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. Analysis: An '07 Caspian energy scorecard

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by John C.K. Daly
Washington (UPI) Dec 31, 2007
The year 2007 will be seen as a major turning point in the development of Caspian energy, perhaps the most significant 12 months since the 1991 collapse of communism opened up the possibilities of developing one of the world's last great oil frontiers.

At the heart of developing Caspian reserves are two major contenders, Russia and Western oil companies, most notably U.S. firms. Both have scored successes and minuses, but on balance, the year has seen a diminution of both Western and Russian influence, as the rising petro-states of Azerbaijan, Kazakhstan and Turkmenistan have moved to reassert control over their most vital national asset.

U.S. and Western influence remains paramount in Azerbaijan, which since 1991 has adopted a consistent policy of lessening Russian control over its energy assets.

With the 2006 opening of the $3.6 billion Baku-Tbilisi-Ceyhan oil pipeline, Azerbaijan now exports a million barrels per day through BTC, which is projected to generate profits as high as $230 billion over the next two decades. Azerbaijan's economy is estimated at $21 billion and is growing at more than triple the rate of China's. Last year Azerbaijan's economic growth exceeded 30 percent, while for 2007 the International Monetary Fund predicted Azerbaijan's growth would be 29 percent.

The BTC consortium is led by BP, which, besides operating the pipeline, has a 30.1 percent share of the project, exceeding that of the State Oil Co. of Azerbaijan, which owns 25 percent. Other Western investors include Chevron with 8.9 percent, Norway's StatoilHydro with 8.71 percent, Turkey's TPAO with 6.53 percent, Italy's Eni/Agip group and France's Total with 5 percent each, Japan's Itochu with 3.4 percent, the Japanese Inpex company with 2.5 percent, and U.S.-based Hess Corp. with 2.36 percent. It is notable that no Russian firms are involved in the project and that Western concerns receive 75 percent of BTC's revenues.

If Azerbaijan can be accounted the greatest Western success story, then at the other end of the scale is Turkmenistan. Following the death of President Saparmurat Niyazov last December, there was great hope among Western energy firms they would be allowed into the country to develop Turkmenistan's vast natural gas reserves, estimated to be the fourth- or fifth-largest in the world. Turkmenistan's new President Gurbanguly Berdymukhammedov initially seemed receptive to Washington's proposals for an undersea Caspian natural gas pipeline to transport Turkmen natural gas to Baku for onward transmission to Western customers. Such hopes were dashed, however, when on May 12 Berdymukhammedov initialed a tripartite commitment in Turkmenistan's Caspian port of Turkmenbashi along with Russian President Vladimir Putin and Kazakh President Nursultan Nazarbayev to construct a Caspian littoral pipeline instead. The new pipeline combined with Turkmen use of Soviet-era Transneft pipelines will allow Turkmenistan to increase its exports of natural gas, already the world's fourth largest, to Russia by 20 percent and is scheduled in the first stage to deliver 10 billion cubic meters of gas per year by 2009-2010 -- this despite the visit of 16 high-level U.S. negotiators in the wake of Niyazov's death.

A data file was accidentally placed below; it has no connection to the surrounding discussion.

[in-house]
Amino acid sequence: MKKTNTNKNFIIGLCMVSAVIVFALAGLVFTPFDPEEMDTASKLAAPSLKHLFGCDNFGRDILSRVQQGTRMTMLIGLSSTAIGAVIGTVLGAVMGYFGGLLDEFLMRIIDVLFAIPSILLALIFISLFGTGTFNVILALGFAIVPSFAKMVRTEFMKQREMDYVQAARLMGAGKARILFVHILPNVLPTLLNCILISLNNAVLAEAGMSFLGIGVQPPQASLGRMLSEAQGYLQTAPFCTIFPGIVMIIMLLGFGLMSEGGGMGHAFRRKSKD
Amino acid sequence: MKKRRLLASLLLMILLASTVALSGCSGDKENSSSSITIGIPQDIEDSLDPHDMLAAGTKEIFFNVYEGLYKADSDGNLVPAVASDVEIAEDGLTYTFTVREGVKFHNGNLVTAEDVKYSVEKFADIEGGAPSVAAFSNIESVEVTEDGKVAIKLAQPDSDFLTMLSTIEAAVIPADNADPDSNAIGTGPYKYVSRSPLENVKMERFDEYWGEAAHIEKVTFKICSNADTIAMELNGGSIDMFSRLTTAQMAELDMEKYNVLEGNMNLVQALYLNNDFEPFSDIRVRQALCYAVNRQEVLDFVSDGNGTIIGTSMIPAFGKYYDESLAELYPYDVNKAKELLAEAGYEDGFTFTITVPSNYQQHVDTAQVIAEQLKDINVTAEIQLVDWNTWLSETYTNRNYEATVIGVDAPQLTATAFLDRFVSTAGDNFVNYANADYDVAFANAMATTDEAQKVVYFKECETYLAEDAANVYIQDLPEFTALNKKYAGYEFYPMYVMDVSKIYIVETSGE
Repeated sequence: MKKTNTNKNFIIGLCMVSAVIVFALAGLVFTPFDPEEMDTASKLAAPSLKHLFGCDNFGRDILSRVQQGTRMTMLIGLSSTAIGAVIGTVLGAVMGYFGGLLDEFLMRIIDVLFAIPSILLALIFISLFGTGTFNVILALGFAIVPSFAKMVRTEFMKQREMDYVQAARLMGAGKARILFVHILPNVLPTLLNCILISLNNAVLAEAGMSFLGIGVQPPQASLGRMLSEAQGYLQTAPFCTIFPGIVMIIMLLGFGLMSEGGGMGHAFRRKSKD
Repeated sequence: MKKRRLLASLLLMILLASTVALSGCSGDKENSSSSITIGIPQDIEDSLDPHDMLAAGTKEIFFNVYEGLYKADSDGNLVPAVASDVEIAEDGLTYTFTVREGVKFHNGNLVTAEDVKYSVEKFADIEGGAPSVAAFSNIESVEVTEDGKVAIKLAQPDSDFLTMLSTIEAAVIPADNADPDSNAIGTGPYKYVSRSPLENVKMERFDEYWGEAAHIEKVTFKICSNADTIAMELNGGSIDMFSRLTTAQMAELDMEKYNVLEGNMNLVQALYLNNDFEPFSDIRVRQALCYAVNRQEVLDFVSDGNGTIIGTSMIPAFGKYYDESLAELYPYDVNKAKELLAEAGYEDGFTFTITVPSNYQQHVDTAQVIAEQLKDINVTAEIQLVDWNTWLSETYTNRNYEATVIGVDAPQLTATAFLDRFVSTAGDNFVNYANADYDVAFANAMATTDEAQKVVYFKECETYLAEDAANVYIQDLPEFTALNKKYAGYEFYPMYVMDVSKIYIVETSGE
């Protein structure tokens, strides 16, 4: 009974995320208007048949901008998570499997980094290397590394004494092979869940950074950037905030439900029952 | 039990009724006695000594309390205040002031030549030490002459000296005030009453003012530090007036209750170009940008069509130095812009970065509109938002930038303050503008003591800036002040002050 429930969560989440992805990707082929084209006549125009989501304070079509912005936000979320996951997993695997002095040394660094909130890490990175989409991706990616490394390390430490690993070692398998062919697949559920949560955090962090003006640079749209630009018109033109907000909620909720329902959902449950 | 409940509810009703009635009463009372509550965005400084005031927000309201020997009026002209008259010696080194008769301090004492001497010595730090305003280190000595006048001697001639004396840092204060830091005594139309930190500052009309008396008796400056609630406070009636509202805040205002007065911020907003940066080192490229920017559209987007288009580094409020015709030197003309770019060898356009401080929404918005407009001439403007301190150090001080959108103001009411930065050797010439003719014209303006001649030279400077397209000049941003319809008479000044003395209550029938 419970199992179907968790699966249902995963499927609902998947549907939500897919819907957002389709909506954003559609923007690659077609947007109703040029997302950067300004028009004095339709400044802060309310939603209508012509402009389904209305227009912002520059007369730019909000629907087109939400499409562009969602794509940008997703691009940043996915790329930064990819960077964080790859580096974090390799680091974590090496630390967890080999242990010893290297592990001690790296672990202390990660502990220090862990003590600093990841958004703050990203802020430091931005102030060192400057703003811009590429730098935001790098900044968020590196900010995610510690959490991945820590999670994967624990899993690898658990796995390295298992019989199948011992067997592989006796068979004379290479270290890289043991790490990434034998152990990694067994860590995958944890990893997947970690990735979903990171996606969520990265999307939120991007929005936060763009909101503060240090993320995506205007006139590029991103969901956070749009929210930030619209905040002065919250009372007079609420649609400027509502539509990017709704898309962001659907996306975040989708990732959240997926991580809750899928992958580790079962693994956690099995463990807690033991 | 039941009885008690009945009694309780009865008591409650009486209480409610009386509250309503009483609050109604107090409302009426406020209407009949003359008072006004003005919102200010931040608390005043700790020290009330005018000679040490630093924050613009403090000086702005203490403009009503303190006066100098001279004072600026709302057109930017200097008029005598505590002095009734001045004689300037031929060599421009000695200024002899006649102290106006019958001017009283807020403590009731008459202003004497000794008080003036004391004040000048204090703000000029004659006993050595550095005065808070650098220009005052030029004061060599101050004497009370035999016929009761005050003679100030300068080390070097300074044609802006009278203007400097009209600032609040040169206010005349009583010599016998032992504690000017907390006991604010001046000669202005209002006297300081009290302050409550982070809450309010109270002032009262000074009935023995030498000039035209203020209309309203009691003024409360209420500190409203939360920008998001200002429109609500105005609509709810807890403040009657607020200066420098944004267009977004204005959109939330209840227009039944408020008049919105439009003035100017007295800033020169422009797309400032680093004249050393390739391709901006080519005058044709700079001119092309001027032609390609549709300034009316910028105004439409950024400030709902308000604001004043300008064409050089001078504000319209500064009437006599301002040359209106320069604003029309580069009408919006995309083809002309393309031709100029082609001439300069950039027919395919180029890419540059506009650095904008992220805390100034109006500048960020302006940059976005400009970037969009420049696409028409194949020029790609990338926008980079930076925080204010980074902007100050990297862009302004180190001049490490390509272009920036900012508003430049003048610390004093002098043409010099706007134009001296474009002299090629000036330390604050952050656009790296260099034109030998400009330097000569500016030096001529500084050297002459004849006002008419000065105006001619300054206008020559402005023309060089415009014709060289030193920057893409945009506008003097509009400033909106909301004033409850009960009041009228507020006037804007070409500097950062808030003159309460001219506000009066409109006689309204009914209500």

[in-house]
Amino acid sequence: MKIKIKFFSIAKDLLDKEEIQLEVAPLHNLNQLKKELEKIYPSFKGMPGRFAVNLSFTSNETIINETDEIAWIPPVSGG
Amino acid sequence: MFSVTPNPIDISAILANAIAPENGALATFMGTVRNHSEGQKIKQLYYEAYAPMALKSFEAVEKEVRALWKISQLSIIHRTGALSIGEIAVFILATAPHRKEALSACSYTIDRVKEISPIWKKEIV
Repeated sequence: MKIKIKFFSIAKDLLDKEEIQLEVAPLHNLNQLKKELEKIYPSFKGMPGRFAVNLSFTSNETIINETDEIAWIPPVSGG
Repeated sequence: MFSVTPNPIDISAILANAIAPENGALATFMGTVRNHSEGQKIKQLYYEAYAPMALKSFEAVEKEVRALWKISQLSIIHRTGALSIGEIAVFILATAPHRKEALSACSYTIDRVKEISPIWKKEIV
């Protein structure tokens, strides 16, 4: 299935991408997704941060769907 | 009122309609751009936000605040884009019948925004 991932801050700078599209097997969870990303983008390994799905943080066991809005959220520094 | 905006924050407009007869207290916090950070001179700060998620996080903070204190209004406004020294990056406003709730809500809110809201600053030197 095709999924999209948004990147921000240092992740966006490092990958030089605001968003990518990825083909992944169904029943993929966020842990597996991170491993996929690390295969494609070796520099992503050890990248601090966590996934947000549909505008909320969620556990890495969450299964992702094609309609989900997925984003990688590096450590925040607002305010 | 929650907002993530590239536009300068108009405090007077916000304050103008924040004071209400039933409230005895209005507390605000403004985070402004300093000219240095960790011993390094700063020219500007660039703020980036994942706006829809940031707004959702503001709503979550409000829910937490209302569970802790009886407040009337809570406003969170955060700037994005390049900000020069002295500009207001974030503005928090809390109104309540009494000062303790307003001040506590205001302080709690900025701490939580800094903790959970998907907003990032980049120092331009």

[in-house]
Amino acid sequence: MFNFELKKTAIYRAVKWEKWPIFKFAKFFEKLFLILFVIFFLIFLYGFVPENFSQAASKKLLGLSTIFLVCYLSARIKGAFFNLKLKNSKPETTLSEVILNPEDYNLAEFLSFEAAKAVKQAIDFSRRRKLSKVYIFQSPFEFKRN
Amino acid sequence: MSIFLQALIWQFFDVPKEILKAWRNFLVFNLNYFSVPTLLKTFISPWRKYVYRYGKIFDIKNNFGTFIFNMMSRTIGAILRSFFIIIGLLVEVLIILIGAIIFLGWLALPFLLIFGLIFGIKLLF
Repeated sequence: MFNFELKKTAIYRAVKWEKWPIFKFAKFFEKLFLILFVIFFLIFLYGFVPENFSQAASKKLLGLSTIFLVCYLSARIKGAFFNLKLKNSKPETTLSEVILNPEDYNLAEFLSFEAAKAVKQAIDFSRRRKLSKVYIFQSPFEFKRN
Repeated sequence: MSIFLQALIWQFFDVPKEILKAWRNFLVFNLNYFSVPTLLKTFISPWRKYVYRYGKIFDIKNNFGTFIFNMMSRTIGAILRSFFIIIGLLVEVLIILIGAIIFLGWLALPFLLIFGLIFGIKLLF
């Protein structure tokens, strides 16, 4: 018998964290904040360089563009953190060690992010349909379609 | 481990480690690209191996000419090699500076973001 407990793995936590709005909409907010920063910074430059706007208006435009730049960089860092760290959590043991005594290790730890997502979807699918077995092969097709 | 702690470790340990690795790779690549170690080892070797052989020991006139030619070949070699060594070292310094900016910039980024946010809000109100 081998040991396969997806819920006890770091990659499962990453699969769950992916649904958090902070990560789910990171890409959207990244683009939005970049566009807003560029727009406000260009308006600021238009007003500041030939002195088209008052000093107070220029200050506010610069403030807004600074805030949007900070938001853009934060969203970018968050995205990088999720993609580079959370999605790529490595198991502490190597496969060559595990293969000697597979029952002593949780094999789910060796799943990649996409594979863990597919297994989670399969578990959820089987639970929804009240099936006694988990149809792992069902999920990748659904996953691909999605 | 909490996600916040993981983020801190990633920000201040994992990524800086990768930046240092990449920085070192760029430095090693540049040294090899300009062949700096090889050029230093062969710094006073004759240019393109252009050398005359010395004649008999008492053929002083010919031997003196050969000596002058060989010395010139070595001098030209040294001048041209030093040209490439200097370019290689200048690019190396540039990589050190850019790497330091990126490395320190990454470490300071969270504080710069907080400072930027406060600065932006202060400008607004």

It is in Kazakhstan that Western energy interests are encountering a changing playing field, as Astana seeks to increase its share of the country's two most lucrative concessions, the onshore Tengiz field and offshore Caspian Kashagan field.

Tengiz holds an estimated 25 billion barrels of recoverable crude. Since 1994 the Tengizchevroil joint venture has operated Tengiz, with its major partners including Chevron with 50 percent, ExxonMobil with 25 percent, the Kazakh national oil and gas company KazMunaiGas with 20 percent and Russia's LukArco 5 percent.

While Tengiz produces 450,000 barrels per day, Chevron estimates that by 2010 Tengiz could potentially produce 700,000 bpd.

The Kazakh government's axis of criticism against the Western concessionaires is environmental. Tengiz crude contains a high concentration of sulfur mercaptans that must first be scrubbed out before the oil is ready for export, and the Kazakh Environment Ministry is reportedly considering imposing fines against TCO for alleged breaches in the way the sulfur is stored.

Environmental concerns have also arisen over Kashagan, the largest oil field discovered in the last 30 years, with potential reserves estimated to be as high as 70 billion barrels and a projected daily output of more than 500,000 bpd, but which has yet to come online. Italy's Eni is operator of the project; under terms of the production-sharing agreement, KazMunaiGas and Inpex hold an 8.33-percent share each in Kashagan; Eni, Total, ExxonMobil and Shell have 18.52-percent stakes apiece, while ConocoPhillips holds a 9.26-percent share. Plagued by ballooning costs and delays, the Kazakh government has been attempting to renegotiate the PSA to give KazMunaiGas a larger stake of the project, causing enormous unrest among its Western partners.

As a result, it would seem in 2008 that Western companies can expect to come under increasing pressure to renegotiate their PSAs, while the Kremlin can expect to pay higher fees for natural gas. In the end, the winners are the post-Soviet Caspian petro-states.

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